Biofuel power

Invensys Process Systems has joined OPTFUEL, a European consortium researching the feasibility of using second-generation biofuels to power vehicles.


Invensys Process Systems (IPS) has joined OPTFUEL, a European consortium researching the feasibility of using second-generation biofuels to power vehicles.



Led by Volkswagen, the project will demonstrate optimised fuels for sustainable transport and may pave the way for the large-scale production of second-generation transport biofuels based on wood and forestry residues.



As part of the consortium, IPS will provide process simulation, design and optimisation technologies.


The OPTFUEL project started in February with a planning meeting of all the consortium partners, including Ford, Renault and Volkswagen from the automotive sector; CHOREN Industries, an engineering company based in Freiberg, Germany; Conservation of Clean Air and Water in Europe (CONCAWE), representing the European mineral oil industry; and representatives of research institutes from France (IFP), Greece (CERTH), India (IITD) and German project consultant SYNCOM.



It is expected that the OPTFUEL project will establish the technical basis for the large-scale production of up to 200,000 tons per year of biomass-to-liquid (BtL) products from wood chips that can be used in vehicles, either as neat fuels or by blending with conventional fossil fuels.



The production process involves the gasification of wood residues at 1,400°C, followed by the recombination of the gasified residues into sulphur- and aromatics-free liquids. Advanced biofuels for evaluation in this project will be produced at CHOREN Industries’s Freiburg beta plant. The BtL demonstration will begin with the cultivation of 200 hectares of fast-growing willow, poplar and robinia trees on land near the Freiberg facility.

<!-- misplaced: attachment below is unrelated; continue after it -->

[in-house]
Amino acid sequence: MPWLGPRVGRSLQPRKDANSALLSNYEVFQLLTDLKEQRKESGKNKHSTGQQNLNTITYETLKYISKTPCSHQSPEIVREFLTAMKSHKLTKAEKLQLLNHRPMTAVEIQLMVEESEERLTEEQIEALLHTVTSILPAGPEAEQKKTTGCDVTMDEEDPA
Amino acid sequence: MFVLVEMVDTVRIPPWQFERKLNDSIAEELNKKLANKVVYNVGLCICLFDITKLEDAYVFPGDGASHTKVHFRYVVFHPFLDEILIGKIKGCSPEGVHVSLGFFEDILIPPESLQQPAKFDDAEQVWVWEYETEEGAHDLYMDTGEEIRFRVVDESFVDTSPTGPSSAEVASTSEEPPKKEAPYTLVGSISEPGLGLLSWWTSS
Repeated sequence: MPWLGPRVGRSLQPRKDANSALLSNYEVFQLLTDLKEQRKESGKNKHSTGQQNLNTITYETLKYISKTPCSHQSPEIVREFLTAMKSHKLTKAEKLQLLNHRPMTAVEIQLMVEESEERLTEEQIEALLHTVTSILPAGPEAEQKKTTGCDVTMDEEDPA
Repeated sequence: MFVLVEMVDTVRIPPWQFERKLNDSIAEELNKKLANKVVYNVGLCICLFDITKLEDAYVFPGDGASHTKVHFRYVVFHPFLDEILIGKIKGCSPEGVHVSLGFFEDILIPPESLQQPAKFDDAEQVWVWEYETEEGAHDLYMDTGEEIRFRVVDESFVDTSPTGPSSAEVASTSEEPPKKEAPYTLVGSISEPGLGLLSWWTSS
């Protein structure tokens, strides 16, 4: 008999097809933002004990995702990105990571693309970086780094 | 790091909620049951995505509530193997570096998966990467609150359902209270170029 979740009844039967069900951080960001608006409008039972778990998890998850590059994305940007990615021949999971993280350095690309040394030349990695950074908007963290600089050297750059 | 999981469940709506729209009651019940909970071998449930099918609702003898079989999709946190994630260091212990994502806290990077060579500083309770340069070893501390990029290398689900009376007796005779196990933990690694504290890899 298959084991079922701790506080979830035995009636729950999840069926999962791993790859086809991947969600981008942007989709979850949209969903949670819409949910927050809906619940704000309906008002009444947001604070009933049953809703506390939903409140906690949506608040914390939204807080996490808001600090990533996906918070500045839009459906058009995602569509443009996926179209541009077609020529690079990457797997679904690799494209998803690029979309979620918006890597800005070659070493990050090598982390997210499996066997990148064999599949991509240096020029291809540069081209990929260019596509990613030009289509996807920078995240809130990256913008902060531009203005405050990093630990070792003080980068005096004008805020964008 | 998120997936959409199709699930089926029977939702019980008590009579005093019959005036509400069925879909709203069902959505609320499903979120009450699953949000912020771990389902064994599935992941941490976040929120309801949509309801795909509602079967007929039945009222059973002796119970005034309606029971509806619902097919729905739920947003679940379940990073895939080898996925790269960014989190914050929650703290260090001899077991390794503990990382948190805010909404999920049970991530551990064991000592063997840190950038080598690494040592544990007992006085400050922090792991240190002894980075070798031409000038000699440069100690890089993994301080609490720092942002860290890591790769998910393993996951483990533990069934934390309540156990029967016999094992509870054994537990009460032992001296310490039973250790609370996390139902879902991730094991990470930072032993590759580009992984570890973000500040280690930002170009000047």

Automotive manufacturers and the oil industry will then work together to blend the BtL liquids, evaluate their exhaust emissions and explore their potential in current and future engine technologies. Earlier projects have shown that vehicles operating on neat BtL can achieve reductions in exhaust emissions.


In addition, the consortium will evaluate the economic aspects and potential of reducing energy and greenhouse emissions from all parts of the BtL production process. Technical issues associated with wood plantations for energy applications will also be thoroughly examined.



‘BtL is one of the biofuels that can make a substantial contribution towards maintaining individual mobility. Therefore, OPTFUEL is part of the fuel and powertrain strategy of Volkswagen,’ said Dr Frank Seyfried, head of the department for fuels and fuel cells in the group research division of Volkswagen.



Ten partners from five countries are pooling their skills to optimise the production of BtL liquids over the course of the three-and-a-half-year project. The European Union is supporting the project with €7.8m (£7.1m) of funding within the 7th Framework Programme for Research and Technological Development.